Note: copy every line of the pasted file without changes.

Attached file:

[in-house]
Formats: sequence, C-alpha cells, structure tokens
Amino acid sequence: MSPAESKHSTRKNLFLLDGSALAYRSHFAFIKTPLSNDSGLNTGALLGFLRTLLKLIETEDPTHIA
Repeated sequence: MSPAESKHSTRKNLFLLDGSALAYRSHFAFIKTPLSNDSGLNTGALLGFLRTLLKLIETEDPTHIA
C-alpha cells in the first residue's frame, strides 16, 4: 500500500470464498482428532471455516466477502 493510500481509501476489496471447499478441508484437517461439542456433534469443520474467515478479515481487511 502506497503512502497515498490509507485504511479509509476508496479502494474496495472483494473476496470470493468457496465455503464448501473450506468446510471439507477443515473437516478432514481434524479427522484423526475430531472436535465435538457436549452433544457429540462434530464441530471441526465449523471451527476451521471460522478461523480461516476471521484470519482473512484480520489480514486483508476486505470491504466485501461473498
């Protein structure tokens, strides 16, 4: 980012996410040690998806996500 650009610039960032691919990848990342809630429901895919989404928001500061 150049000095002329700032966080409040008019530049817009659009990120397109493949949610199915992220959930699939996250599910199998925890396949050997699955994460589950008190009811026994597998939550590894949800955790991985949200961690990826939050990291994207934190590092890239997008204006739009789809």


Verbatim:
[in-house]
Formats: sequence, C-alpha cells, structure tokens
Amino acid sequence: MSPAESKHSTRKNLFLLDGSALAYRSHFAFIKTPLSNDSGLNTGALLGFLRTLLKLIETEDPTHIA
Repeated sequence: MSPAESKHSTRKNLFLLDGSALAYRSHFAFIKTPLSNDSGLNTGALLGFLRTLLKLIETEDPTHIA
C-alpha cells in the first residue's frame, strides 16, 4: 500500500470464498482428532471455516466477502 493510500481509501476489496471447499478441508484437517461439542456433534469443520474467515478479515481487511 502506497503512502497515498490509507485504511479509509476508496479502494474496495472483494473476496470470493468457496465455503464448501473450506468446510471439507477443515473437516478432514481434524479427522484423526475430531472436535465435538457436549452433544457429540462434530464441530471441526465449523471451527476451521471460522478461523480461516476471521484470519482473512484480520489480514486483508476486505470491504466485501461473498
């Protein structure tokens, strides 16, 4: 980012996410040690998806996500 650009610039960032691919990848990342809630429901895919989404928001500061 150049000095002329700032966080409040008019530049817009659009990120397109493949949610199915992220959930699939996250599910199998925890396949050997699955994460589950008190009811026994597998939550590894949800955790991985949200961690990826939050990291994207934190590092890239997008204006739009789809």